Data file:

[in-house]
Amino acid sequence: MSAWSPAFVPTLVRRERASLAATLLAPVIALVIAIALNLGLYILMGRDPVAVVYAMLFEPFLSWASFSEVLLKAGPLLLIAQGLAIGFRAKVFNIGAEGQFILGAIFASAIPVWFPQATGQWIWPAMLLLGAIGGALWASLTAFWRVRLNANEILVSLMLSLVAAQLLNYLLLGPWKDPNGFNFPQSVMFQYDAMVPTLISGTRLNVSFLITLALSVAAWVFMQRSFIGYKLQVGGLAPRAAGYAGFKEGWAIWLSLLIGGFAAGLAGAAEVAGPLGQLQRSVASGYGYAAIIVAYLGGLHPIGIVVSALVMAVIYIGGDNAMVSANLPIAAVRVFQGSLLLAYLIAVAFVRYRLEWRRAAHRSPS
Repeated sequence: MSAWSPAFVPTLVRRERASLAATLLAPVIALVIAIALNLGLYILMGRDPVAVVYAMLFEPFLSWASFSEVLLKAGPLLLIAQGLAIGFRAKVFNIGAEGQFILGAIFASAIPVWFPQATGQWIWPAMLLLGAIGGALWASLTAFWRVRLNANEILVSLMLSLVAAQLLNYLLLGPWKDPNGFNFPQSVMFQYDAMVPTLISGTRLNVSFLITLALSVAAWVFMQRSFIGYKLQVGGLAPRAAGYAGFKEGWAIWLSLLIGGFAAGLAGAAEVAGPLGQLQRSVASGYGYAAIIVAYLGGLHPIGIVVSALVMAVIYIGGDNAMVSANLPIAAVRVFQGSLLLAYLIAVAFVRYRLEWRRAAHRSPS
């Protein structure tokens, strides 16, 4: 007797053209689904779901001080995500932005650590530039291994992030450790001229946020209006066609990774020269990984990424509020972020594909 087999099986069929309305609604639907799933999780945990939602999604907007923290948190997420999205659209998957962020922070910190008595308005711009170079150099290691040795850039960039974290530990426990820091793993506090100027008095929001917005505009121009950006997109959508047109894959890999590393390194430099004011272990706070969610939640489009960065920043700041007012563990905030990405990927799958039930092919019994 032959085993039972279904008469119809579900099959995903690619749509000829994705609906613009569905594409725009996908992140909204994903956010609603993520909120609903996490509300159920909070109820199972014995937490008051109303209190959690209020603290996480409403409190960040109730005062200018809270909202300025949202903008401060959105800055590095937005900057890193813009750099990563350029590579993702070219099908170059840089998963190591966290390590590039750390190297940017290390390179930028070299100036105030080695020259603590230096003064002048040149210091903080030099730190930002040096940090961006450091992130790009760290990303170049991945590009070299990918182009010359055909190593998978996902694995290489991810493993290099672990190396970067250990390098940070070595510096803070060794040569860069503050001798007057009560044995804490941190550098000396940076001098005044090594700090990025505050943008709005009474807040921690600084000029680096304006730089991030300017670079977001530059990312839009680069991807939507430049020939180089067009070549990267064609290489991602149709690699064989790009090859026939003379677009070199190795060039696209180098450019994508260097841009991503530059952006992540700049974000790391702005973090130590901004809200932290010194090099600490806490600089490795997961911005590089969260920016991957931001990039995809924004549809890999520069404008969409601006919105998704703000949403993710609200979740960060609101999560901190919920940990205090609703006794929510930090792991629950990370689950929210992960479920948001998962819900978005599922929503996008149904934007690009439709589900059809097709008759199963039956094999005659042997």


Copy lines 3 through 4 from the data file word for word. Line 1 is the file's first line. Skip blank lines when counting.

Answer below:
Repeated sequence: MSAWSPAFVPTLVRRERASLAATLLAPVIALVIAIALNLGLYILMGRDPVAVVYAMLFEPFLSWASFSEVLLKAGPLLLIAQGLAIGFRAKVFNIGAEGQFILGAIFASAIPVWFPQATGQWIWPAMLLLGAIGGALWASLTAFWRVRLNANEILVSLMLSLVAAQLLNYLLLGPWKDPNGFNFPQSVMFQYDAMVPTLISGTRLNVSFLITLALSVAAWVFMQRSFIGYKLQVGGLAPRAAGYAGFKEGWAIWLSLLIGGFAAGLAGAAEVAGPLGQLQRSVASGYGYAAIIVAYLGGLHPIGIVVSALVMAVIYIGGDNAMVSANLPIAAVRVFQGSLLLAYLIAVAFVRYRLEWRRAAHRSPS
């Protein structure tokens, strides 16, 4: 007797053209689904779901001080995500932005650590530039291994992030450790001229946020209006066609990774020269990984990424509020972020594909 087999099986069929309305609604639907799933999780945990939602999604907007923290948190997420999205659209998957962020922070910190008595308005711009170079150099290691040795850039960039974290530990426990820091793993506090100027008095929001917005505009121009950006997109959508047109894959890999590393390194430099004011272990706070969610939640489009960065920043700041007012563990905030990405990927799958039930092919019994 032959085993039972279904008469119809579900099959995903690619749509000829994705609906613009569905594409725009996908992140909204994903956010609603993520909120609903996490509300159920909070109820199972014995937490008051109303209190959690209020603290996480409403409190960040109730005062200018809270909202300025949202903008401060959105800055590095937005900057890193813009750099990563350029590579993702070219099908170059840089998963190591966290390590590039750390190297940017290390390179930028070299100036105030080695020259603590230096003064002048040149210091903080030099730190930002040096940090961006450091992130790009760290990303170049991945590009070299990918182009010359055909190593998978996902694995290489991810493993290099672990190396970067250990390098940070070595510096803070060794040569860069503050001798007057009560044995804490941190550098000396940076001098005044090594700090990025505050943008709005009474807040921690600084000029680096304006730089991030300017670079977001530059990312839009680069991807939507430049020939180089067009070549990267064609290489991602149709690699064989790009090859026939003379677009070199190795060039696209180098450019994508260097841009991503530059952006992540700049974000790391702005973090130590901004809200932290010194090099600490806490600089490795997961911005590089969260920016991957931001990039995809924004549809890999520069404008969409601006919105998704703000949403993710609200979740960060609101999560901190919920940990205090609703006794929510930090792991629950990370689950929210992960479920948001998962819900978005599922929503996008149904934007690009439709589900059809097709008759199963039956094999005659042997």